Songlines, From the Notebooks
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I've said elsewhere that these notes are overwhelming and disorienting and that it's challenging to identify themes or links or main points. They are also wonderfully entertaining.
But what are we supposed to make of them?
I'm working through the first and longest uninterrupted section of notes. In my edition I've read pages 163-200, which ends with the Bedouin proverb, "Raids are our agriculture"
So far these aren't connected in any text form, they are just listed. But the order is carefully constructed with themes touched on before getting briefly highlighted and maybe then leading to the next theme. But there are lots of branches, so, any topic map gets complicated. Also, note the sources of the notes are important, sometimes more important than the the actual note.
I'm trying to figure out themes, but it's just a ball of confusion right now.
dc, remember that Chatwin was very weak after his trip to Australia. His HIV set in with full force and it was really the beginning of the end for poor Bruce. His editors tried to go with him through the draft of Songlines but he could not be interested or give it the necessary time...
Confusion may be all what you will get. I don't think there is pattern in the notes.
Mac - thanks, noting. This is helpful.
I've been trying to construct something like an essay out of these, trying to put it together into a thought flow, or flows. That is because it's the only thing that makes sense to me - find some kind of pattern that will lead me somewhere. But, if there is no pattern, what are we readers to do with these notes?
My thinking is that all these snippets are raw data Chatwin still had from his abondoned "Nomadic book".
His attempt of his first book “The Nomadic Alternative” was a failure. His topic had been too broad, his intentions too vague. But he did not give up the idea to succeed in a second attempt.
The songlines and the aboriginals were a fantastic discovery for him. I think he had found a story on which he could hang his theory on Nomadism which had fascinated him his whole life.
Alas, his health deteriorated very fast after that trip.
DC, you should read Nicholas Shakespeare bio on Chatwin. It is very interesting and it will show that this Nomadic stuff had turned into some kind of idée fix for him.
( whispering ) DC Don't tell anybody here about this, but I do not believe in the biographical fallacy. I call it the fallacy fallacy. Biography does matter in understanding artwork.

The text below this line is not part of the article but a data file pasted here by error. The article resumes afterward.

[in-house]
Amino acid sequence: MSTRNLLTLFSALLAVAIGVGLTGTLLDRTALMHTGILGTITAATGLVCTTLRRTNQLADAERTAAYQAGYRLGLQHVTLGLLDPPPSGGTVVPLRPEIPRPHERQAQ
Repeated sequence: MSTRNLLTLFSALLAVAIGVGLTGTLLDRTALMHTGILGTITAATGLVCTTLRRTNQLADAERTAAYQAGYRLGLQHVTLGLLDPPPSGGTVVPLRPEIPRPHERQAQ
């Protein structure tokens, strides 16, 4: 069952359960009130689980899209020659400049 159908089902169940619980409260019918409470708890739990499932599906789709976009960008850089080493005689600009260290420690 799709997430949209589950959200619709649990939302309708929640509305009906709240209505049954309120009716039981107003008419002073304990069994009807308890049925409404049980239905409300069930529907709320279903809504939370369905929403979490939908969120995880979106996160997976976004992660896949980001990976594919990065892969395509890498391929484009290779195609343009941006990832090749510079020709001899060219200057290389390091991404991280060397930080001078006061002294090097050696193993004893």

( Mac draws his black cape over his face and dissapears into a dark alley )
Regretting the moment I had the biography in hand and chose not to but it.
There is tension reading these notes one after another after another. They are thought provoking, yet nothing is ever resolved. Instead the questions and possibilities ideas keep adding up.
I'll just dip into this group before leaving it again, but for you "libértaires" interested in Chatwin, a major touchstone would be Anatomy of Restlessness. One of the editors, Matthew Graves, did his PhD thesis at the Sorbonne about Chatwin's "Nomadic Alternative." He's likely the leading authority on the question.
If you don't have access to Graves' thesis, then this Picador edition will provide a starting point.
Crikey! That sounds wonderfully interesting, both Anatomy and Graves's thesis. Care to post any summary or theme from there? I'm at work, can't go surfing the 'webs just now ....
Ok, so adjusting my mentality here - the book isn't a success/failure, it's merely incomplete. But the ideas it's going after are complete, or at least they have been worked out more deeply elsewhere. Here, we don't have the "Nomadic Alternative" essays, instead we have all these "raw" notes. So, we jump from the Australian narrative to "raw" notes that apparently address this Nomadic Alternative.
Still not sure how I should read this.
And the notes are organized. There are themes, and groupings. Pieces are intentionally organized in certain ways so that something is hinted at or touched on before it is directly addressed. And there larger thematic links to be made as single notes are divided up, the parts pasted in different sections. Two notes quoting Ib'n Khaldun are sixty pages apart, but the theme is the same, and I assuming the link is intentional.
Finished last night. This was the second time through for me. I read chapters 1-30 in Feb, and read the rest spread over the last ten days. This time I targeted the Notes and got a much fuller sense of them. But I'm not sure what to do with that sense. I might post more on this later.
Please do: I've read through only once, and like you just sort of let the Notebooks wash over me. Very enjoyable, but I did not capture any sense of the organization or thematic counterpoint you've identified. It would be good to hear your take on it.
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